Every Saturday this month we will feature some of the best articles by young people from our SOUK workshops on Political and Media Literacy. Today’s thought-provoking article is by Charlotte Mitchell.


We are facing a mental health crisis. This problem is all the worse for young people, with UK charity Young Minds reporting that less than 1 in 3 young people receive NHS support. The question then that must be asked, is how these alarming statistics have come to be?

Young people are more likely than any other demographic to be on social media and engaging with pop culture. They are also likely to see the hateful comments which are often directed at celebrities and other public figures. We are living in an age where tabloids, as well as broadsheet newspapers, are reporting in an increasingly personal and invasive way. Undoubtedly, public figures are under immense pressure, and are being held to higher standards of scrutiny than ever before. Regrettably, it seems that less and less consideration is given to the wellbeing of an article’s subject. Those rose-tinted glasses which made us think that celebrities are invulnerable and unfeeling gods have shattered after one particular incident.

In January 2020, after a month’s long stream of negative reporting over the alleged assault against then-boyfriend Lewis Burton, ex Love Island host Caroline Flack tragically took her own life. I will not admit for a second that I condone the way Ms Flack treated Burton. Domestic violence against men is a woefully underreported crime, with men three times less likely to report than women. However, this person should never have been pushed into a position where she felt she could not bear to live.

At the time of her death, most of the press blamed the media for their insensitive reporting of Ms Flack. Of course, many factors were at play here, but the reporting style of the tabloids must be acknowledged. Labour leader Sir Keir Starmer commented that some stories ‘amplified’ damaging posts on social media, with many articles including personal attacks. The Mirror, for instance, described Ms Flack’s situation as a ‘fall from grace’, despite her ‘stunning body’.

Caroline Flack had amassed a large online following during her life, much of which was made up of teenagers and young adults. How must these impressionable people have felt when they read such cruel and frankly objectifying comments about someone’s appearance? This is arguably something which could trigger an unhealthy relationship in a young person with their own body, especially given Flack’s affiliation with Love Island, a reality TV show grounded on the premise of external ‘beauty’ as that which determines your chances of finding happy ever after.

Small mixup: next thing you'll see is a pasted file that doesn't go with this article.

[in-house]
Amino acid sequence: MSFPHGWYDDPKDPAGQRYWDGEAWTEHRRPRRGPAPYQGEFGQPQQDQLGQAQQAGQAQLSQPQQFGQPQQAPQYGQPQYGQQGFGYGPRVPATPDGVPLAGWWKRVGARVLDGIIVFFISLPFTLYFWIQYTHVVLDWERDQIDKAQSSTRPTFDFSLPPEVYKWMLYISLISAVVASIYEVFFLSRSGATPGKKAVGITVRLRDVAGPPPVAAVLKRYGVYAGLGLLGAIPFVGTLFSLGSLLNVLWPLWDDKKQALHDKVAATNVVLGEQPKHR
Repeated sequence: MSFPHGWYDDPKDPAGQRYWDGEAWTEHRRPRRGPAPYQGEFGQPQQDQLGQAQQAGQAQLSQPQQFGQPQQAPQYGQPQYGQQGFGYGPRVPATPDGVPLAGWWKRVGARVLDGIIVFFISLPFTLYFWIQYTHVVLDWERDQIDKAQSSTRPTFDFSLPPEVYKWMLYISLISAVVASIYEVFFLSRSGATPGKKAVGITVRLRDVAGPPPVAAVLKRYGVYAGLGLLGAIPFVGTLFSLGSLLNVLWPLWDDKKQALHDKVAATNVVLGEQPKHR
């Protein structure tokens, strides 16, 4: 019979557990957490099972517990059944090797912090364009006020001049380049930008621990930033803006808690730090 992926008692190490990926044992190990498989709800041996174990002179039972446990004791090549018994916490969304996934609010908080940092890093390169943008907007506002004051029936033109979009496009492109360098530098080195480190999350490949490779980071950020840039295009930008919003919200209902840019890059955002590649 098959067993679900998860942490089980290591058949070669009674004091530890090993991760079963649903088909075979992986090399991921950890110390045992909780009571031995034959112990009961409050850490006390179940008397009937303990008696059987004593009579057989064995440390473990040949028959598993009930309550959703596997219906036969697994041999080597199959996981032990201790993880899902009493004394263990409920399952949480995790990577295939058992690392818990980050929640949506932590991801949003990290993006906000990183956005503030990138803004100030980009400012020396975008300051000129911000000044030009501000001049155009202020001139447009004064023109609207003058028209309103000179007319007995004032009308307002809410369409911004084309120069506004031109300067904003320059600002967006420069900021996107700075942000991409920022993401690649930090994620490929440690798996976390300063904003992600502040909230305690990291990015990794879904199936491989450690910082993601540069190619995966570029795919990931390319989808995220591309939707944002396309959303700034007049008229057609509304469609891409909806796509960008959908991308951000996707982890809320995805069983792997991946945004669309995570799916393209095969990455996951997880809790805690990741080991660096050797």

The Children and Adolescent Mental Health Service, CAMHS, gets less than 1 per cent of the total NHS budget. This, despite suicide being the third leading cause of death in 15-19-year-olds and with anorexia nervosa having the highest mortality rate of any psychiatric disorder in adolescents. It is on this note that you begin to wonder what must be done.

May 18th through to the 24th was International Mental Health Awareness week, with charities everywhere doing what they could to raise the profile of mental health and reduce the surrounding stigma. During that week I read many articles which discussed the various causes of mental health problems, particularly in teenagers. While you cannot trace all mental health struggles back to a single root cause, I do feel that the media have certainly contributed to the individual struggles of many. I am 16, and I have seen far too many of my friends struggle with their body image and their relationship with food. In my view, seeing celebrities subjected to very high standards in terms of how they should look, has only made matters worse for them. Many, I suspect, feel that they too should meet this daunting idea of ‘perfection’.

It is always easy to say that anyone who is struggling with such issues should simply switch off — unplug themselves from social media. But should the burden of responsibility fall on those most vulnerable in our society? Or, could it be argued that it is the job of the media to stop holding celebrities to such cruel and unrealistic standards?

In an NTA-winning BBC documentary titled ‘Odd One Out’, Little Mix member Jesy Nelson recalls a period of her life where she would actively seek out hate online, which saw her being described as ‘the fat one in Little Mix’. She was barely 20 when a competitor on The X Factor and already the pressure was mounting. Though she is now much happier and far less troubled by online hate, she vividly describes a time that was so dark it pushed her to attempt to end her life.

This hate must stop. But will the government intervene to help control the press, or will this be confined to the realm of free speech — expected in a democracy? In an article for The Guardian, journalist Roy Greenslade argued that papers will justify their exposure of ‘celeb secrets’ by insisting that they enjoy the rewards of marketing false images.

It is unfortunately true that no government will want to go after the media for fear of unfavourable coverage. To me, the government’s priorities are clear. Support from the papers is more important than civilian wellbeing.

I, for one, refuse to settle for a world where 81 per cent of 10-year-olds are afraid of being fat. We must be better. Do better. Work harder to change the narrative — not just for ourselves, but for everybody; including celebrities. No human being deserves to feel inadequate about themselves.

By Charlotte Mitchell